And yet, as self-evident and as empirically well-founded as teleological phenomena might seem, many intellectuals today claim that in reality they do not exist, that they are nothing more than a sort of illusion, a vestige of an outdated "folk psychology," a false theory about the way the world works. Why would anyone want to say such a thing? There is only one reason, and that is that teleology does not sit well with modern science.
Teleology was an essential component of the old way of understanding the world that early modern Europe inherited from the ancient Greeks. The fact that Francis Bacon, René Descartes, and other seventeenth-century philosophers banished Aristotle's "final causes," which Bacon called "barren virgins," has often been cited as one of the key factors in the Scientific Revolution. Once we realize that the rejection of teleology is seen as essential to our modern secular worldview, it becomes easier to comprehend why a seemingly counterintuitive hostility to teleology is such a pervasive feature of today's intellectual landscape.
However, the question is not whether the denial of teleology is historically and psychologically understandable. Rather, the real question is whether it is rationally justifiable. The justification for the claim that teleology has been debunked by contemporary science rests on two theoretical pillars: molecular biology and natural selection. Let us look at each of these, in turn.
* Molecular Biology and Teleology
* Natural Selection and Teleology
What are we to conclude from the failure of modern science to give an adequate account of teleology? There are two directions to go here. Some thinkers stress the fact that the only kind of teleology we really understand is intentional design by an intelligent agent. The watch on the heath implies the existence of a watchmaker. But as David Hume pointed out long ago, living organisms do not bear much resemblance to watches. For one thing, organisms grow by themselves, and watches do not. For another, watches cannot repair themselves, but organisms can. Certainly, there seems little justification for us to simply assume that the processes responsible for the teleology manifest in organisms are the same as those responsible for the teleology in watches.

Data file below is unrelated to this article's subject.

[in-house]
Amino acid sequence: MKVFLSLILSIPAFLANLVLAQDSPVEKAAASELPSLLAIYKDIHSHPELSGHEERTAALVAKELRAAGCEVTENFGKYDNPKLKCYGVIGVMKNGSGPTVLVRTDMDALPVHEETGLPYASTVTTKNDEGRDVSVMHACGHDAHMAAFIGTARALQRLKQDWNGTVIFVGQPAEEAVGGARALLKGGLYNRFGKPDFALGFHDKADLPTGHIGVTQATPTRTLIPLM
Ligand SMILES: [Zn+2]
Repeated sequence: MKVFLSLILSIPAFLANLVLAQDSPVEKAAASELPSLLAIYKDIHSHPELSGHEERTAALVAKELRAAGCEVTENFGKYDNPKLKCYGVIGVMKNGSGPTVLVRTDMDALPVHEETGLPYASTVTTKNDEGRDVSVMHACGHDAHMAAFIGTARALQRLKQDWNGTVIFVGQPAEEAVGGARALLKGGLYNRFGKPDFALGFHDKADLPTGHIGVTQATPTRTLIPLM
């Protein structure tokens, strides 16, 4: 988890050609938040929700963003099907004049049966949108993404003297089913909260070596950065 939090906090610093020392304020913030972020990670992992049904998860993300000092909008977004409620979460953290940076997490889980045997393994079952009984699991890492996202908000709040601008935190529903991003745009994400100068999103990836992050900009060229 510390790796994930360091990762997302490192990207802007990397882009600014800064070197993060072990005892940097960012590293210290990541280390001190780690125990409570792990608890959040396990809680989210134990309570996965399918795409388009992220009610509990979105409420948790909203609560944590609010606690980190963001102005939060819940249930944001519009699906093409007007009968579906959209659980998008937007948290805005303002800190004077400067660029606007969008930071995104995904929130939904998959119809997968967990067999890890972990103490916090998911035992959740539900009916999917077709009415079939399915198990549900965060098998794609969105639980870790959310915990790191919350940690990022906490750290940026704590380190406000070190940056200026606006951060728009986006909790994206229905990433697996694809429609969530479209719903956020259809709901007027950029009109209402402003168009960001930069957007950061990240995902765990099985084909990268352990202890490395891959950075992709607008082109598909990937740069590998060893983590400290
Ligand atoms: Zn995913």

On the other hand, it is true that we presently lack a rigorous and comprehensive theory of the self-organization of life. In recent years, speculation on the part of physicists concerning the possible purposive dynamics underlying the functional organization of living things has been steadily increasing; therefore, we are perhaps entitled to some optimism on this score. But, for now, members of all three schools in the debate on teleology---mainstream reductionism, Intelligent Design, and self-organization theory---ought surely to keep an open mind.
Editor(s): James Barham